- Legacy Status. The SEC is only providing legacy status for the prohibitions aspect of the Preferential Treatment Rule and the aspects of the Restricted Activities Rule that require investor consent (i.e., borrowing from a private fund or charging certain investigation fees and expenses as described in Section II below). The legacy status provisions apply to governing agreements that were entered into prior to the compliance date if the applicable rule would require the parties to amend the agreements.
Final Rules Applicable to All Registered Advisers:
- Compliance Rule Amendments. The Final Rules require all registered advisers, including those that do not advise private funds, to document in writing the annual review of their compliance policies and procedures.
II. Notable Modifications
Notably, the Final Rules modify certain portions of the rules that were originally proposed in February 2022 (the “Proposed Rules”). Directly below are certain high-level points describing how the Final Rules differ from the Proposed Rules.
- Waiver or Indemnification Prohibition. The Final Rules do not contain the “waiver or indemnification prohibition,” which under the Proposed Rules would have prohibited an adviser to a private fund, directly or indirectly, from seeking reimbursement, indemnification, exculpation, or limitation of its liability by the private fund or its investors for a breach of fiduciary duty, willful misfeasance, bad faith, negligence, or recklessness in providing services to the private fund. In the Adopting Release, the SEC noted that much of the activity that it would have prohibited is already prohibited by an adviser’s Federal fiduciary duty and antifraud provisions.
- Adviser Clawback for Taxes. The Proposed Rules would have prohibited an adviser from reducing the amount of any adviser clawback by actual, potential, or hypothetical taxes applicable to the adviser, its related persons, or their respective owners or interest holders. The Final Rules do not prohibit advisers from engaging in after-tax adviser clawback reductions if advisers satisfy certain disclosure requirements designed to better inform private fund investors of the impact of after-tax adviser clawback reductions.7
- Preferential Treatment Rule. The Final Rules have two significant changes from the Proposed Rules:
- The Final Rules clarify that the preferential redemption right prohibition and preferential information right prohibition regarding portfolio holdings or exposure (i.e., the “prohibitions aspect of the Preferential Treatment Rule”) do not apply if the redemption right or the information, respectively, is offered to all other existing investors in the private fund.8 Furthermore, the redemption right prohibition includes an exception if the redemption right is required by law. Notably, the Final Rules provide legacy status under the prohibitions aspect of the Preferential Treatment Rule with respect to private funds that had commenced operations as of the compliance date.9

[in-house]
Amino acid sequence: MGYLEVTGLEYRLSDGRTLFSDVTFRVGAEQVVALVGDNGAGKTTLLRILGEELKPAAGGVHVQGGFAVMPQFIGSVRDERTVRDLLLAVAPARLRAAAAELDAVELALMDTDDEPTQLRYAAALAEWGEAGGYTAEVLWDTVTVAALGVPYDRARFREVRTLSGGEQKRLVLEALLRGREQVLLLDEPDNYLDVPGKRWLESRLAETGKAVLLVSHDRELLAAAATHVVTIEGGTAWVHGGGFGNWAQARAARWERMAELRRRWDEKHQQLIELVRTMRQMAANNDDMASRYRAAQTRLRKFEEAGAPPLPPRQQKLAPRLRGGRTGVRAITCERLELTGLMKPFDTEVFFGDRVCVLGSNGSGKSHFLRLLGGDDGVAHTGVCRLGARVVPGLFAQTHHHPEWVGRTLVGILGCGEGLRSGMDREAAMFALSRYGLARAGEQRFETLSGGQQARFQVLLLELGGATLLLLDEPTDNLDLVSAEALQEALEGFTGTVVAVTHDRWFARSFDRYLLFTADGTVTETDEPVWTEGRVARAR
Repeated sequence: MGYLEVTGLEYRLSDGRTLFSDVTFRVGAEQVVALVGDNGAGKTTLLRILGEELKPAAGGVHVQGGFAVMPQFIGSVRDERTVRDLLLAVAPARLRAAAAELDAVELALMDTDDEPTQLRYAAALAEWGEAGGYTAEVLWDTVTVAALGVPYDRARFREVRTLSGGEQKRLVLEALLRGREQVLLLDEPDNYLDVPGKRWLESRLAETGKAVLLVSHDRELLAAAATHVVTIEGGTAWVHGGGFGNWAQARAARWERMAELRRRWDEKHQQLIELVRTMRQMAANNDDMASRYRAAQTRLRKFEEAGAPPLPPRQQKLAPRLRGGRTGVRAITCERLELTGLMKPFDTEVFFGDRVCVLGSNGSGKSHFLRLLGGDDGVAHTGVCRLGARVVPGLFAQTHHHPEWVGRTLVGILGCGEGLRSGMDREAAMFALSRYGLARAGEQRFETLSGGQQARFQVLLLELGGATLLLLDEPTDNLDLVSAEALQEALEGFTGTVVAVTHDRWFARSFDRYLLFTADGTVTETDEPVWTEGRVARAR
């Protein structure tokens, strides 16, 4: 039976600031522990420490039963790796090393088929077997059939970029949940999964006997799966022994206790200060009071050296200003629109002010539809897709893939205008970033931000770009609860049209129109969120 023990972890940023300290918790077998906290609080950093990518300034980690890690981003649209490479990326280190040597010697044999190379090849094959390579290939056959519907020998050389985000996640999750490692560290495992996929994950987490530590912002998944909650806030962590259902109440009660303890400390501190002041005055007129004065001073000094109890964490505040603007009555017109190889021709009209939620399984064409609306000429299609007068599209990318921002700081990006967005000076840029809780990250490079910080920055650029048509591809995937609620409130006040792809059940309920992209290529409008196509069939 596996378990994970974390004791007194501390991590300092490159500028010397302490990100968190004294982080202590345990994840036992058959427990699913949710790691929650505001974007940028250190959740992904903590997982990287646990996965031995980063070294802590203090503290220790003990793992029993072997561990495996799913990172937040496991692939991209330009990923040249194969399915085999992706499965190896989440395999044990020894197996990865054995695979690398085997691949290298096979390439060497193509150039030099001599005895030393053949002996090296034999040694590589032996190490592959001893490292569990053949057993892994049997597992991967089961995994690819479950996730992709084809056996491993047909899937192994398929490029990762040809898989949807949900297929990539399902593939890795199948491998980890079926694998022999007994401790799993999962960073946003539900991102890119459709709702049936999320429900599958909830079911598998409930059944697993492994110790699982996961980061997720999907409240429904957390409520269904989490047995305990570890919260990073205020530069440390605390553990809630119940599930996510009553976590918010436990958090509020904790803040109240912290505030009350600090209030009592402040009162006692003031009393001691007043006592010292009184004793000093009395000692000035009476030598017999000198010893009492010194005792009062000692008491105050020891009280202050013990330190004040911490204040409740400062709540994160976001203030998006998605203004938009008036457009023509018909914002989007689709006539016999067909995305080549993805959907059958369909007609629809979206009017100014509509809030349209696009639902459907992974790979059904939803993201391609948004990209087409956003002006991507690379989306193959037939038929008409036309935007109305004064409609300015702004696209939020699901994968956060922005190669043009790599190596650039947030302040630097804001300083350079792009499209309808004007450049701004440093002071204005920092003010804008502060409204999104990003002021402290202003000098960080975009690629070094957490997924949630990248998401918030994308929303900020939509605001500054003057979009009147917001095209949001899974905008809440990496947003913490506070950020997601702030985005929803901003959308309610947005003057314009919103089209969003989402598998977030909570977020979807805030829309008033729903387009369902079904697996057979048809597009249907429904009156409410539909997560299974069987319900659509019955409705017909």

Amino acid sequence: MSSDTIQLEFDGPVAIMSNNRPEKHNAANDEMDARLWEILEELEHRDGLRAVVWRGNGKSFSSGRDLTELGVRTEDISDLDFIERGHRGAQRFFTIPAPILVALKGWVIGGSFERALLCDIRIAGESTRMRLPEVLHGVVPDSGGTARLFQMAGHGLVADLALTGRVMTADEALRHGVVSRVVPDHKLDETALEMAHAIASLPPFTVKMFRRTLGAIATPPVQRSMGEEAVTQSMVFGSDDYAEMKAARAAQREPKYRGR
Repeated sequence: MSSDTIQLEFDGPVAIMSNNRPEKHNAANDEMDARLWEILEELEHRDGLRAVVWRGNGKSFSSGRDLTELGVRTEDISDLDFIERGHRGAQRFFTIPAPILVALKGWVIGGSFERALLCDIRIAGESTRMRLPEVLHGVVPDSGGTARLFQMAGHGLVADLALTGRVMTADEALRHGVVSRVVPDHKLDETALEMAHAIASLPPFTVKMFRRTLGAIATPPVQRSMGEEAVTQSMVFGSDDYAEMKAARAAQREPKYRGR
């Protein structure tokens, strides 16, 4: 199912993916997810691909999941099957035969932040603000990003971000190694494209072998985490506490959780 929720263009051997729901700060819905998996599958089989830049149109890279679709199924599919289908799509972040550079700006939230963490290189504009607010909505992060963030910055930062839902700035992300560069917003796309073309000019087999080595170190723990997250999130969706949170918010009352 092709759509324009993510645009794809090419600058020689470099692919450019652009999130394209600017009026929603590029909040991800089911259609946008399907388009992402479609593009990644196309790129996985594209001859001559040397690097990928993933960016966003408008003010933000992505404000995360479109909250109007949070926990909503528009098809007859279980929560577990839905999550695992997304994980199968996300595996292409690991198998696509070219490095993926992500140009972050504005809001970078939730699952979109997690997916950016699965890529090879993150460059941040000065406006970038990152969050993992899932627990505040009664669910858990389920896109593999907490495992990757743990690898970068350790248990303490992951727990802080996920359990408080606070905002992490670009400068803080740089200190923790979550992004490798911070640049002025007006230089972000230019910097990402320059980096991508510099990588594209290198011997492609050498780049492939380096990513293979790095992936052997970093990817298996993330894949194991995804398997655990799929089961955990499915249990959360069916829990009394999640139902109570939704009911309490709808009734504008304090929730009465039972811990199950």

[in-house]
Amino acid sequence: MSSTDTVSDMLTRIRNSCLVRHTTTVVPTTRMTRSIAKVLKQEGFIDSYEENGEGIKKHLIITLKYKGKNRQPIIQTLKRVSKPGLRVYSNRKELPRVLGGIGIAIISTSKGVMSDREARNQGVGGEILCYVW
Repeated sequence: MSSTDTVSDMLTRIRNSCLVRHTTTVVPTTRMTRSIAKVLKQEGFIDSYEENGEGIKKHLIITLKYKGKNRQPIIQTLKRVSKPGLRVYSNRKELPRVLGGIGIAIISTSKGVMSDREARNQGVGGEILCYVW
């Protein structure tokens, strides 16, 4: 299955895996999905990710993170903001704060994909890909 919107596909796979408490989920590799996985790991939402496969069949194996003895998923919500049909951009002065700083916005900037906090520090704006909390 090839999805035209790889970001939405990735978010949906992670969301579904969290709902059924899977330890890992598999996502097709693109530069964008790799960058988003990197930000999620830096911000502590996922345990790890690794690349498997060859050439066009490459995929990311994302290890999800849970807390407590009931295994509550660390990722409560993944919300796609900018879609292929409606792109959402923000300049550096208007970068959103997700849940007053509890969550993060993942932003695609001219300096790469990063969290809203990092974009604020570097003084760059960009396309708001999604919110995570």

- The Final Rules limit the Proposed Rules’ requirement to provide advance written notice of preferential treatment to only material economic terms10 (as opposed to all investment terms). In addition, the Final Rules require the adviser to distribute to current investors a written notice of all preferential treatment the adviser or its related persons have provided to other investors in the same private fund (i) for an illiquid fund, as soon as reasonably practicable following the end of the fund’s fundraising period and (ii) for a liquid fund, as soon as reasonably practicable following the investor’s investment in the private fund.11 Notably, the Final Rules do not provide legacy status to private funds with respect to these disclosure portions of the Preferential Treatment Rule.
- Restricted Activities Rule. In a change from the Proposed Rules, the Final Rules will not prohibit the activities and practices described below, as well as the reduction in the amount of a clawback for taxes as described above, so long as the adviser provides certain disclosure, and in some cases, obtains investor consent.
- An adviser is permitted to charge or allocate to the private fund fees or expenses associated with an investigation of the adviser or its related persons by any governmental or regulatory authority, provided the adviser (i) requests that each investor of the private fund consents to, and (ii) obtains written consent from at least a majority in interest of the private fund’s investors that are not related persons of the adviser for such charge or allocation; however, regardless of any disclosure or consent, an adviser may not charge or allocate fees and expenses related to an investigation that results or has resulted in a court or governmental authority imposing a sanction for violating the Advisers Act or the rules promulgated thereunder.